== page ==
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NHS workers hold a Thank You Captain Tom message outside the Aintree University Hospital during the Clap for our Carers campaign in support of the NHS as the spread of the coronavirus disease continues, Liverpool.


The British government has extended its lockdown restrictions for at least another three weeks and indicated that some physical distancing measures could remain in place much longer.

Prime Minister Boris Johnson imposed a lockdown on March 23 as a way of stopping the spread of COVID-19, which has killed more than 13,000 people in Britain. Schools have been closed along with nearly all shops, restaurants and pubs.

On Thursday, Foreign Secretary Dominic Raab, who is standing in as prime minister while Mr. Johnson recovers from the disease, said that even though progress has been made, the lockdown had to remain in place. “We just don’t have the infection rate down as far as we need it,” Mr. Raab told a news conference. "Any change to social distancing measures now would risk significant increase in infections.”

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Mr. Raab dodged questions about when the lockdown might be eased and said the government would monitor a range of indicators, including hospital admissions, the amount of daily testing and the death rate. Several countries in Europe, including Italy, Spain, Germany and Austria, have begun lifting restrictions but so far the British government has not said when or how it will follow suit.

Mr. Raab hinted on Thursday that it could be weeks before all the measures were revoked. “The Prime Minister said at the outset that it would take three months to come through the peak and I think that broadly is still the outline,” he said. “We can’t give a definitive time frame because that would be to prejudge the evidence ... but our message to the British public is there is light at the end of the tunnel.”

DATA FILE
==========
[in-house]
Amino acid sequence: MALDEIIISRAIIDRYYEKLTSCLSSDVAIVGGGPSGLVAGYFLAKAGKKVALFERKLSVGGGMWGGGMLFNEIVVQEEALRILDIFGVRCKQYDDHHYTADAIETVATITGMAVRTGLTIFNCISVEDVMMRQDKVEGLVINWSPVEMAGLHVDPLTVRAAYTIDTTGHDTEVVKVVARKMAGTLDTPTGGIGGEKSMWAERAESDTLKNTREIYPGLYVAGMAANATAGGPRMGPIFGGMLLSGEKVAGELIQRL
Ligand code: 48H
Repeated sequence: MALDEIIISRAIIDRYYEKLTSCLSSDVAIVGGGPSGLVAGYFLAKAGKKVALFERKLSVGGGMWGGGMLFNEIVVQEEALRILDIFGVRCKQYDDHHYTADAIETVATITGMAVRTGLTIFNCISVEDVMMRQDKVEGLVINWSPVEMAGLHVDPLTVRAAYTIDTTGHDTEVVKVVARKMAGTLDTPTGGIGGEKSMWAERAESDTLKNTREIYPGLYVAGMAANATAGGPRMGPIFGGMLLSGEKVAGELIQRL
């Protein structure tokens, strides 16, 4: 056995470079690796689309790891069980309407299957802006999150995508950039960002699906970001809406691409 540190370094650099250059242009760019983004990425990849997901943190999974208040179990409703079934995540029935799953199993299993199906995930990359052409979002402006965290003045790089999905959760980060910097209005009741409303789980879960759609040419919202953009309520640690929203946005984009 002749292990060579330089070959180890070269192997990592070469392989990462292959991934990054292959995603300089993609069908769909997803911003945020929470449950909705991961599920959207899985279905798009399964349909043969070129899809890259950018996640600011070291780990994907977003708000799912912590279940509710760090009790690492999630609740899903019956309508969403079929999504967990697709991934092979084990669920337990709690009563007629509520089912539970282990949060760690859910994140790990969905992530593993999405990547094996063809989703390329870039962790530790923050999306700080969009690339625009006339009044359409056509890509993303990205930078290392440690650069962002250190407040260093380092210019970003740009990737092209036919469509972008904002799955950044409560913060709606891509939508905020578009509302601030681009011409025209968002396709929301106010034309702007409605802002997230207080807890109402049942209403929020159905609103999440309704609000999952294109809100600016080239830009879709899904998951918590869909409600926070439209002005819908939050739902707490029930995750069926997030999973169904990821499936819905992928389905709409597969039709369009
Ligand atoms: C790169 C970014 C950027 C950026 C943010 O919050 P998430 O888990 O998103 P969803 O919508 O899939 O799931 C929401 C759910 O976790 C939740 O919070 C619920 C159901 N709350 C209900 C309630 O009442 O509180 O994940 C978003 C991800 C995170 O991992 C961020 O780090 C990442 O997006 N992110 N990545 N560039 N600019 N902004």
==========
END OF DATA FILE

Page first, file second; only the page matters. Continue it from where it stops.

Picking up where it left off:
The number of confirmed cases in Britain topped 100,000 on Thursday but the growth rate has slowed. Hospital admissions across much of the country have also begun to decline and health experts said the pandemic is showing signs of peaking.

Nonetheless keeping the lockdown in place was important “in order to drive the numbers down and to get ourselves into a position where we can see that this is really now deceasing as an epidemic,” said Sir Patrick Vallance, the government’s chief scientific adviser.

There has been growing pressure for ministers to outline some strategy to reopen the country in whole or in part. Thousands of businesses have closed down, unemployment has soared and figures released this week indicated that the number of deaths unrelated to the virus has been climbing sharply.

Health experts worry that the higher mortality rate is linked to hospitals focusing on COVID-19 instead of other conditions or people not seeking medical attention because of the lockdown. Chris Whitty, the government’s Chief Medical Officer, said officials “are absolutely looking at how these work and how they interact.”

As the debate over the lockdown increased, the Office for National Statistics published a survey on Thursday that illustrated just how hard the COVID-19 crisis has been on people. The agency’s opinions and lifestyles survey found that 53 per cent of adults said the lockdown had affected their well-being and 46 per cent reported high levels of anxiety. Just more than 84 per cent said they expect the British economy to get worse over the next 12 months and one-third thought it would take between four and six months for life to return to normal.

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The country did get some heartwarming news on Thursday, though. A 99-year old military veteran, Captain Tom Moore, has become a national hero after raising more than £15-million ($26.4-million) for a charity that helps National Health Service workers. Mr. Moore completed 100 laps around the garden of his home in Bedfordshire, north of London, with the help of a walker.

Mr. Moore started the effort last week with a few laps per day at the house he shares with his daughter and grandchildren. His goal was to reach 100 laps before his 100th birthday on April 30 and he initially hoped to raise £1,000.

His quest quickly became a social media phenomenon and donations poured in from around the world. He was given a guard of honour by a local military troop on Thursday as he completed the last lap on live television. “I never dreamt I would be involved in such an occasion as this,” he said.

More than 300,000 people have now signed a petition calling for him to be knighted.

“This is such an inspiring story and extraordinary act of solidarity,” Tedros Adhanom Ghebreyesus, director-general of the World Health Organization, said on Twitter. “Thank you so much Capt. Tom Moore for such a wonderful idea and lesson of humanity!”

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